Former PKL player nearly plotted Chinese Taipei's win against India

NewsDrum Desk
New Update
Tsai Wei Yang

Hangzhou: A former Pro Kabaddi League player from Chinese Taipei, who was given just two minutes of playing time in two seasons, nearly derailed the Indian women team's gold medal-winning campaign in the Hangzhou Asian Games here on Saturday.


The Chinese Taipei coach, Tsai Wei Yang, caused all sorts of trouble to the Indians in a nerve-wracking final.

Chinese Taipei, eventually, settled for a silver after losing 25-26 in the tense final which could have gone either way. India thus regained the gold medal they had lost to Iran in the 2018 Asian Games.

Yang, 34, played Pro Kabaddi League for two seasons in 2014-15 and 2015-16 as part of Jaipur Pink Panthers team.


"I spent two seasons in India, playing Pro Kabaddi League for Jaipur Pink Panthers," Yang told PTI.

"They did not have time for me to practice with them. I played just one match, that also for just two minutes. I spent myself by video taping and learning from that," he added.

Indian head coach Tejeswini Bai acknowledged Yang's role in lifting the Chinese Taipei team to this level.


"Yes, he (Yang) was in the PKL in the Jaipur Pink Panthers team. He took coaching from the Indian coaches and he worked very hard for the last four-five years. Under him the Chinese Taipei team has become even stronger," she said.

"No doubt, the Chinese Taipei team finished third in the 2018 Asian Games but we had not thought that they would be this strong this time. They even beat Iran in the semifinals.

"We had come here preparing strategies against Iran (2018 Asian Games champions)," she said.


Interestingly, Yang is the first professional kabaddi player from Chinese Taipei and he did a PhD in kabaddi in National Taiwan University.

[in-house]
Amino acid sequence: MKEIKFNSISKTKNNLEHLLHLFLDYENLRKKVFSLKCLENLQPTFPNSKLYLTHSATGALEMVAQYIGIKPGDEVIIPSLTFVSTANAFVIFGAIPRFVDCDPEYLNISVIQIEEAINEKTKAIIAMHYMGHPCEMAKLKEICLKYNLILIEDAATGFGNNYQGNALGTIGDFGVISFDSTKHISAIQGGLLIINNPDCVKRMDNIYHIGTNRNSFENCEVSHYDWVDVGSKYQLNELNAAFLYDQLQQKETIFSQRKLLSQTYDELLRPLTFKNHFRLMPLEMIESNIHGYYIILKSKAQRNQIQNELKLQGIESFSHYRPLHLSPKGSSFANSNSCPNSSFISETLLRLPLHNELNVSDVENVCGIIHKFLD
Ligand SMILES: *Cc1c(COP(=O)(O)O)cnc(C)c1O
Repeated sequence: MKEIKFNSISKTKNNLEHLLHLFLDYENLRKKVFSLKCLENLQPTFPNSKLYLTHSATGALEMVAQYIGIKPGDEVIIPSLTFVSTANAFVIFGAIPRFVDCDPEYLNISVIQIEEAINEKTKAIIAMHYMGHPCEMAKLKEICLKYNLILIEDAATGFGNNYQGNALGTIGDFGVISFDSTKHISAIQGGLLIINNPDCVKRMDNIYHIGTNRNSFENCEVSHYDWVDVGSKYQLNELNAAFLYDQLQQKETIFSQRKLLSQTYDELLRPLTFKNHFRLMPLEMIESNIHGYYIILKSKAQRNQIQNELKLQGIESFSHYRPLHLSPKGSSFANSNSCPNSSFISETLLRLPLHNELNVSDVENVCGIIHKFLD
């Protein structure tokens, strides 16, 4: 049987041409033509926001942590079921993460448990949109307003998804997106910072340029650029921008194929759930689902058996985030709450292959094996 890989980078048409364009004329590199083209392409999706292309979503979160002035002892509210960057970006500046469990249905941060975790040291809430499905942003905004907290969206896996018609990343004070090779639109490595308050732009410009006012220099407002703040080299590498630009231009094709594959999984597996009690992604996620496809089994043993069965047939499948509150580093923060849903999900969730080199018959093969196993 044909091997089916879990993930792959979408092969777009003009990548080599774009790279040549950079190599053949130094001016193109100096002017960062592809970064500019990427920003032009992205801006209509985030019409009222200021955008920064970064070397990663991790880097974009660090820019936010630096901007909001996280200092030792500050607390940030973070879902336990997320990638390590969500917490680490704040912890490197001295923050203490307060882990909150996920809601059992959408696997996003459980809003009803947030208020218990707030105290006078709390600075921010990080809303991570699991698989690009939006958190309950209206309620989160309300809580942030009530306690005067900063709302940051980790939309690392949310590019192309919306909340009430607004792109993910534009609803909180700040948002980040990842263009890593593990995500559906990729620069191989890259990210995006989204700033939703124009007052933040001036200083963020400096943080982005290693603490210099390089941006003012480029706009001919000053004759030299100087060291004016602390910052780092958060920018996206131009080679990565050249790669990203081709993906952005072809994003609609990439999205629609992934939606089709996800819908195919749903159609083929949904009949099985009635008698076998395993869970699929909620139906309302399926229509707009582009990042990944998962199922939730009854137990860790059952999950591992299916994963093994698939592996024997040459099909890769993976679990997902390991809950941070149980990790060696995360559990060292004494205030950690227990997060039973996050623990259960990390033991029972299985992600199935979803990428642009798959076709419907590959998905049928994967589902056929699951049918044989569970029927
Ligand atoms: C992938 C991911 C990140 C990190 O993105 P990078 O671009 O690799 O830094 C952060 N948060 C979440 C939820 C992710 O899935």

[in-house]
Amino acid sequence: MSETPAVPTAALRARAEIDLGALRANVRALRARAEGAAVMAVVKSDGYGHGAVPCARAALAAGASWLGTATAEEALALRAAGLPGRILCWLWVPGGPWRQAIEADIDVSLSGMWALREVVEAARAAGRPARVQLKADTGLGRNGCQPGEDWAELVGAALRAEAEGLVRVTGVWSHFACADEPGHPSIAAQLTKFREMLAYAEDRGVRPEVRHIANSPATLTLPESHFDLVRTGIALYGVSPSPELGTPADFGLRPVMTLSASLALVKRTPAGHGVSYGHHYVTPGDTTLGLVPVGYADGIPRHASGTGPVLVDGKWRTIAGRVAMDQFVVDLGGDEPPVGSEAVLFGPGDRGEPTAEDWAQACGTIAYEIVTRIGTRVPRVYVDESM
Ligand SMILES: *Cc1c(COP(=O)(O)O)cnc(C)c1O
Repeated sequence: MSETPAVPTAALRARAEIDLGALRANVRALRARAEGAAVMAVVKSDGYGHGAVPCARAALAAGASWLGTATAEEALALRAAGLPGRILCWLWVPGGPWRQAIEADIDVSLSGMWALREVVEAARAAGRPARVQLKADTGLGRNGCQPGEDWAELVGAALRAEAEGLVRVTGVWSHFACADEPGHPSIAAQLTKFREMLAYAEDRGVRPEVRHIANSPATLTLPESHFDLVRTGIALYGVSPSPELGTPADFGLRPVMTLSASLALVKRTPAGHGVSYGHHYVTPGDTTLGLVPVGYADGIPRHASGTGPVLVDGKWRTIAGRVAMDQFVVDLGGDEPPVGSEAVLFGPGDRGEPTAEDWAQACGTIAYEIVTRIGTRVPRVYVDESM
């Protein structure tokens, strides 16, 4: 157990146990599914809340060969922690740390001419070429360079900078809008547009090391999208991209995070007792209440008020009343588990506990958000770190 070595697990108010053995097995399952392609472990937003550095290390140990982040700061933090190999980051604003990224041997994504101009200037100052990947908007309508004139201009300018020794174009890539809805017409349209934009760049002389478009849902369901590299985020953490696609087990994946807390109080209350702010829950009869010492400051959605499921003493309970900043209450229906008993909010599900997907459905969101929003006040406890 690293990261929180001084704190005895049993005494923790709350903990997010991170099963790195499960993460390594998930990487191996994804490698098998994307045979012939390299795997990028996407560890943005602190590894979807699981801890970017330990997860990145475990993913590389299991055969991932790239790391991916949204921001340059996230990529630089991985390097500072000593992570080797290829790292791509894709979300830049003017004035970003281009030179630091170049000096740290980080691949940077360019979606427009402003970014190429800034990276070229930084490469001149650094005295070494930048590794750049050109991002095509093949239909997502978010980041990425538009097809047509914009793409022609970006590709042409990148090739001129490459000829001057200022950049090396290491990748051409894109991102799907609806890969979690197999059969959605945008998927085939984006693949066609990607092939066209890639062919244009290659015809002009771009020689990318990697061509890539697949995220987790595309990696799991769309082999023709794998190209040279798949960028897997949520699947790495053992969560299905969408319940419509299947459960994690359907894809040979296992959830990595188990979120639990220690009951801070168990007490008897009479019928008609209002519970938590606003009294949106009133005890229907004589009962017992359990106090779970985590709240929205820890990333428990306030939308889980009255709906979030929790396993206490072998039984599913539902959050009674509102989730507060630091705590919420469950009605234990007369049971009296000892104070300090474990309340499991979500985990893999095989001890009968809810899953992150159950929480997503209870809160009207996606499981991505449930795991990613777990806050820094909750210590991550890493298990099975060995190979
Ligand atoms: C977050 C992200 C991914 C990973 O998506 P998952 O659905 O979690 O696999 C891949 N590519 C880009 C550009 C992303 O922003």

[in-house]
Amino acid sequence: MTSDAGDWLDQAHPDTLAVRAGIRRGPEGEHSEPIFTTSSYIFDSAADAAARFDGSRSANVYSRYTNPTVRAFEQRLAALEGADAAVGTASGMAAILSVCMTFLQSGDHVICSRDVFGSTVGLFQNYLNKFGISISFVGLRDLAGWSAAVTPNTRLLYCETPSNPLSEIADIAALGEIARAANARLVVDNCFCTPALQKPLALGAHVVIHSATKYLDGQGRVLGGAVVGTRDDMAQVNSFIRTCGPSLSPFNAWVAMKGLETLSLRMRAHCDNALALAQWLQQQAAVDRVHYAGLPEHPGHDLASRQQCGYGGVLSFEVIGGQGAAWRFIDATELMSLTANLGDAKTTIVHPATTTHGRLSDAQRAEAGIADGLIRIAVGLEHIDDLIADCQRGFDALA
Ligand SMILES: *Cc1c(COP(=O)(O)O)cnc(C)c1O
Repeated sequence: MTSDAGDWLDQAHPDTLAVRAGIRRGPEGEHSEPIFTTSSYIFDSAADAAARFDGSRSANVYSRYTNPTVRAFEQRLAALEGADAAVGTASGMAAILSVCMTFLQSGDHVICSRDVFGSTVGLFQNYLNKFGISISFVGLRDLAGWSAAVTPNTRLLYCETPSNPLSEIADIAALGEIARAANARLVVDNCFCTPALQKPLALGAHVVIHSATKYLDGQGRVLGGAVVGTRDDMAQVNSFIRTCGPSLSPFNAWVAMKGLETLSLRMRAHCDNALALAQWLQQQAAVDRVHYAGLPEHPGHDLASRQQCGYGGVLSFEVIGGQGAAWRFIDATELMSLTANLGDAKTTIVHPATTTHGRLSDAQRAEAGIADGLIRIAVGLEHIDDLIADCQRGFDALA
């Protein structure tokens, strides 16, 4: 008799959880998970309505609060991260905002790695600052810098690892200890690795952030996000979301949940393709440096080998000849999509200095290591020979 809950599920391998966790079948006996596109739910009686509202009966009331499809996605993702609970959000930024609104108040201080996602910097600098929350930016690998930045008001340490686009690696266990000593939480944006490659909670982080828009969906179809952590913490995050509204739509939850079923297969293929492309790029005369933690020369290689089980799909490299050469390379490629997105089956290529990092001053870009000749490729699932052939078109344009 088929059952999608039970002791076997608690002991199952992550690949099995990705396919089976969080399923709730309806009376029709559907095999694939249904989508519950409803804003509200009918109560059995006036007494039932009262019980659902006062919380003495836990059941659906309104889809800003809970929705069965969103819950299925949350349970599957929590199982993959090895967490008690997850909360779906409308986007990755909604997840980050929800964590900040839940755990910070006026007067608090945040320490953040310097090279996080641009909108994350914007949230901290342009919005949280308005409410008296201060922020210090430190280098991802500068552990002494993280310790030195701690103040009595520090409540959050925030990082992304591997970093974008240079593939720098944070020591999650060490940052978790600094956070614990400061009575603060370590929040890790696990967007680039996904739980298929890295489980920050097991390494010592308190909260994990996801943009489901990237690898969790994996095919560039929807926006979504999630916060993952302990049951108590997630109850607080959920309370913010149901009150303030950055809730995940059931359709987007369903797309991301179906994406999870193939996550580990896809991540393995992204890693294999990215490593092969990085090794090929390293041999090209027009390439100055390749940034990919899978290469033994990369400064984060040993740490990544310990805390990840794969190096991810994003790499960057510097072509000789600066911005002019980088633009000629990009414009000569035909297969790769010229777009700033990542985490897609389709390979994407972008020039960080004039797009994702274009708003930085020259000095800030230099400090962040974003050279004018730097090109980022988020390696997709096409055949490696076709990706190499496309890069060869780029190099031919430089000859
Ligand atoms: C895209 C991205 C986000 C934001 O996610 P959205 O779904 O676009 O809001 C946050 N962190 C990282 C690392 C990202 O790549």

"I learnt a lot from India. All the skill sets I have taught the team I learned from India. The Chinese Taipei team has also trained in India in the past," he said.

"India is an intimidating team, formidable in kabaddi. They have a lot of experienced players but my players fought like lionesses," he said.


"Over the next 5-10 years, I think Chinese Taipei will have the same amount of players that (are) in India." The sport of kabaddi originated in India which is currently helping other countries in the development of the game.

Bai said it's good for the game to have more competition and more countries should take interest in kabaddi so that the sport can be in the Olympics programme in future.

"It is good that teams like Chinese Taipei are doing well. It is always welcome to have more competitive teams.


"India is helping other countries to spread the game and for the development of the game. The sport should be in the Olympics in future, so more countries should compete," Bai said.

The Nepal women's team, which took a historic bronze after reaching the semifinals, also trained in India before the Hangzhou Games.

In kabaddi, both the semifinalists are awarded a bronze medal each.

The bronze from kabaddi is the lone medal for Nepal at the games.